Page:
Dan Everett on the ethics of linguistic fieldwork

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One evening, Linea Flansmose Mikkelsen and Liv Moeslund Ahlgren met up in Lingoland at Aarhus University and set up a zoom-connection across the Atlantic Ocean to talk to Dan Everett. He is an American linguist, best known for his work on the Pirahã language, and is currently a professor at Bentley University. This is the second part of the interview, where we talk about the ethics of fieldwork, building relationships and the importance of seeing yourself as a student.

In the first part of the interview, we discussed Dan Everett’s career, motivations and his dream project.

You started your career as a missionary and ended up as a scientist. Can you tell us about some of the ethical

Revolution in Yiddish teaching: The New Yiddish Textbook In eynem

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It was nothing less than a revolution that hit the world of Yiddish teaching this summer, when the multimedia Yiddish textbook In eynem (White Goat Press, 2020) was published. For many years, Yiddish students have been studying the language with Uriel Weinreich’s College Yiddish from 1949, or with Selva Zucker’s Yiddish: An Introduction to the Language, Literature and Culture from 1995.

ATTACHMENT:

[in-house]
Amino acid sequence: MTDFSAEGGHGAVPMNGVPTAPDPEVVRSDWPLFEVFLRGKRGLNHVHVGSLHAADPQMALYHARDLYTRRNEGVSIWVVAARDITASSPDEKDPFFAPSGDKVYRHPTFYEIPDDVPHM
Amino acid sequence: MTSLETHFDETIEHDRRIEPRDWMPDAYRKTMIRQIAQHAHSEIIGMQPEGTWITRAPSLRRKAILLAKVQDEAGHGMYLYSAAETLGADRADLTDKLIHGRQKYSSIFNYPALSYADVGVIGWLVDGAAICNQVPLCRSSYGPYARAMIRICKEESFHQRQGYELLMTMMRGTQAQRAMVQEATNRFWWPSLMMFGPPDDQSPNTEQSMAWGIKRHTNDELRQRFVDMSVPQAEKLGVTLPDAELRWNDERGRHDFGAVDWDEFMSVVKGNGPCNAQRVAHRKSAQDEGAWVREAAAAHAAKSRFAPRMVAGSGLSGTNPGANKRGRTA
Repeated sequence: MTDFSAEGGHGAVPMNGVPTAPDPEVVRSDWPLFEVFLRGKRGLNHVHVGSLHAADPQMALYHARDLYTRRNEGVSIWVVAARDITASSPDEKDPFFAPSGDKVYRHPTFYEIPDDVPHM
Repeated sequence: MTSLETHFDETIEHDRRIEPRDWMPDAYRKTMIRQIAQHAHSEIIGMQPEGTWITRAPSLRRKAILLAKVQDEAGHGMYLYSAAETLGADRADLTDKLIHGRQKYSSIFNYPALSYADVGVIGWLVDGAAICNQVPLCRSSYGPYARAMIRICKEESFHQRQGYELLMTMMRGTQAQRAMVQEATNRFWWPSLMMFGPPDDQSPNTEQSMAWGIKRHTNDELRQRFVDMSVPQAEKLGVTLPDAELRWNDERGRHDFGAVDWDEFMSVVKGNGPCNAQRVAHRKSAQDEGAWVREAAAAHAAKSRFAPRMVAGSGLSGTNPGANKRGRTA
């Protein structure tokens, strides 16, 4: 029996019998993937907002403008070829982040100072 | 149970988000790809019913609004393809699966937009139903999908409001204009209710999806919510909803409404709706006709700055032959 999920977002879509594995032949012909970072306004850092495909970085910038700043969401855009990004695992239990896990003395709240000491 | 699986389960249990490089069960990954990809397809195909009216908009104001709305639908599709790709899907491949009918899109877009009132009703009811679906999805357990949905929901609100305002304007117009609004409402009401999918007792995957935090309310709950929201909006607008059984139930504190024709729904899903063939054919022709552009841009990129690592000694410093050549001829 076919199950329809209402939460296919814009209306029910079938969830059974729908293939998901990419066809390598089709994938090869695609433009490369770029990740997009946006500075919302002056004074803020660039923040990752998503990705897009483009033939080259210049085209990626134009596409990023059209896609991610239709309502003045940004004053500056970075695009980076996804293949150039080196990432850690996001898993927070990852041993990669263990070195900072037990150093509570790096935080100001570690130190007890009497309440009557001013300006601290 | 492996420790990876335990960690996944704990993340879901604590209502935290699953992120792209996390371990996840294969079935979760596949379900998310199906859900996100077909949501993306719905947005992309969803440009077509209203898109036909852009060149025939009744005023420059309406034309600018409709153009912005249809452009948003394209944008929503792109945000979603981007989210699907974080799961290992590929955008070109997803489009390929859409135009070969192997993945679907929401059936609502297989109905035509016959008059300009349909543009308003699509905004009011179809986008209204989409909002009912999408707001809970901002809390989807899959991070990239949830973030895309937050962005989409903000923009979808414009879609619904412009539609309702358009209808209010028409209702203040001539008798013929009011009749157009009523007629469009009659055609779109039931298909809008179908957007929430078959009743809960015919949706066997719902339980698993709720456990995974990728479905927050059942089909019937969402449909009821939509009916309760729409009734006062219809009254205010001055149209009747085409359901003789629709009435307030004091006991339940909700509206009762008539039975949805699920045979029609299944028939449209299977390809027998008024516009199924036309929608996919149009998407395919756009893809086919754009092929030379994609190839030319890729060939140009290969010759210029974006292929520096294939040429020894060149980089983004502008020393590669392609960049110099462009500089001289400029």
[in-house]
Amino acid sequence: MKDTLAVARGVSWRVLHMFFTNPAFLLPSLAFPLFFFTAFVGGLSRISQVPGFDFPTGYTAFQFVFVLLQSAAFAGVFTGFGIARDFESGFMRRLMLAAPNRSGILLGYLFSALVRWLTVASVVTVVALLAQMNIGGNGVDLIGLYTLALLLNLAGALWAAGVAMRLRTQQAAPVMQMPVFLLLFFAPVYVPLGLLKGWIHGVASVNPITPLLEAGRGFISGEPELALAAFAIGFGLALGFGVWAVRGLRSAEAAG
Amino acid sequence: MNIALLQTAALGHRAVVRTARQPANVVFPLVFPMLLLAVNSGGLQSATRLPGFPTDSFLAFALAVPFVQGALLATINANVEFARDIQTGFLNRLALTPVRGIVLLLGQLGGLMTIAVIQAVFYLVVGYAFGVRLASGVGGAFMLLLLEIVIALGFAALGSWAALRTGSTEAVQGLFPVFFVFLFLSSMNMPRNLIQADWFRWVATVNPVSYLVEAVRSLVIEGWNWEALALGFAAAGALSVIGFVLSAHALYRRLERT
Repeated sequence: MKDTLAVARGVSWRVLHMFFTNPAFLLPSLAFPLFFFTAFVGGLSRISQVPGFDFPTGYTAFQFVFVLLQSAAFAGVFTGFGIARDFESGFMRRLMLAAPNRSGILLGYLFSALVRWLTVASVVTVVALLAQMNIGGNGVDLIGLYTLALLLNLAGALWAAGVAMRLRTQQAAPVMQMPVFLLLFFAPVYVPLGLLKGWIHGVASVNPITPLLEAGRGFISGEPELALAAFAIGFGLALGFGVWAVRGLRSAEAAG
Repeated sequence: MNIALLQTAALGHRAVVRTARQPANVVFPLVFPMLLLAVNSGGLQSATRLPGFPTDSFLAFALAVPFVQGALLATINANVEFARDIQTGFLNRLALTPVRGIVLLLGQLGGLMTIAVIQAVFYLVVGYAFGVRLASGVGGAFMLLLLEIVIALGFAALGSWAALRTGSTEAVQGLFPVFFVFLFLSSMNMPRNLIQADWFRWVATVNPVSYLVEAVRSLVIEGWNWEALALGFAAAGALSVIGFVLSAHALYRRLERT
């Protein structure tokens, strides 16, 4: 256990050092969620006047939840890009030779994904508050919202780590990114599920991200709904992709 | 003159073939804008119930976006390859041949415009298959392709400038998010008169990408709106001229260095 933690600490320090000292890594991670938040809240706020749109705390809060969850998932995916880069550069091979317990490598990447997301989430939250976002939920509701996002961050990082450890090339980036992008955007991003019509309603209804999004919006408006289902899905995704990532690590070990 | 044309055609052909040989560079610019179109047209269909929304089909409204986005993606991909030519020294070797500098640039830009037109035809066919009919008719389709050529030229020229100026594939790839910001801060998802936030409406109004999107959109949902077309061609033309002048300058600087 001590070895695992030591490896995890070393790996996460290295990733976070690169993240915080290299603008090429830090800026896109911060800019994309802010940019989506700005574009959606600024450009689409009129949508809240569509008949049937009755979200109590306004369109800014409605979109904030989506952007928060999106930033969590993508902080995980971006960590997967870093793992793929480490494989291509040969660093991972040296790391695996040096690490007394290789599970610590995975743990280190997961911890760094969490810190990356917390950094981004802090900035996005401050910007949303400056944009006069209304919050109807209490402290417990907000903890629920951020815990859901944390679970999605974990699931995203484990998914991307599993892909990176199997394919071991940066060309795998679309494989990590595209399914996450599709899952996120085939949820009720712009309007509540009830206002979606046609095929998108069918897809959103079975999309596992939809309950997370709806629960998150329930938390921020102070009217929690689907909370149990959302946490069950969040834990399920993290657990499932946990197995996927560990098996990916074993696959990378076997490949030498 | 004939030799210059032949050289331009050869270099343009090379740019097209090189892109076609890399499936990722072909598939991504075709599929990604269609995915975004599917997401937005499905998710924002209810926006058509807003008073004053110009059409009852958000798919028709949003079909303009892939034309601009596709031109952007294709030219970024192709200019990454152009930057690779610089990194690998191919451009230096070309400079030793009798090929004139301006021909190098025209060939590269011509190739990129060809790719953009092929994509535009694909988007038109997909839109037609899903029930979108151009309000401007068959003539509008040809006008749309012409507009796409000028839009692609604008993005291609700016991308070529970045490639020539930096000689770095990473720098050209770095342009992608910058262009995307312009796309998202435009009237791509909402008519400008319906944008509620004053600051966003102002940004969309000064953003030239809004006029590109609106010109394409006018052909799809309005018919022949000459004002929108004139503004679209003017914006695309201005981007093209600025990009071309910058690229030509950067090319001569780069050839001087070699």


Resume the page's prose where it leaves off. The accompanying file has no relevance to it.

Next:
Now, Yiddish students and teachers have a more up-to-date alternative. In eynem is a monumental textbook, counting 800 pages (split up in two volumes), with beautifully illustrated dialogues, word explanations, exercises and texts about Jewish culture. It features a goldmine of material for the first two years of Yiddish studies. A dedicated website offers even more teaching material, e.g. …

Your brain can learn languages your whole life…

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– but it cannot learn languages attending language classes once a week

Back when I was a cheeky 14-or-so-year-old, I taught my mom how to say this English sentence: I am an old and ugly witch! She didn’t have a higher education, but at the age of almost 50, when most of the childbearing and caregiving was over and done with, she had decided that she wanted to learn English at a Danish evening school. Apparently, I wanted to help her out a little, and so I taught her the abovementioned phrase. Of course, I told her that it meant something completely different than what it actually does, and I succeeded in my deception, despite the fact that she had …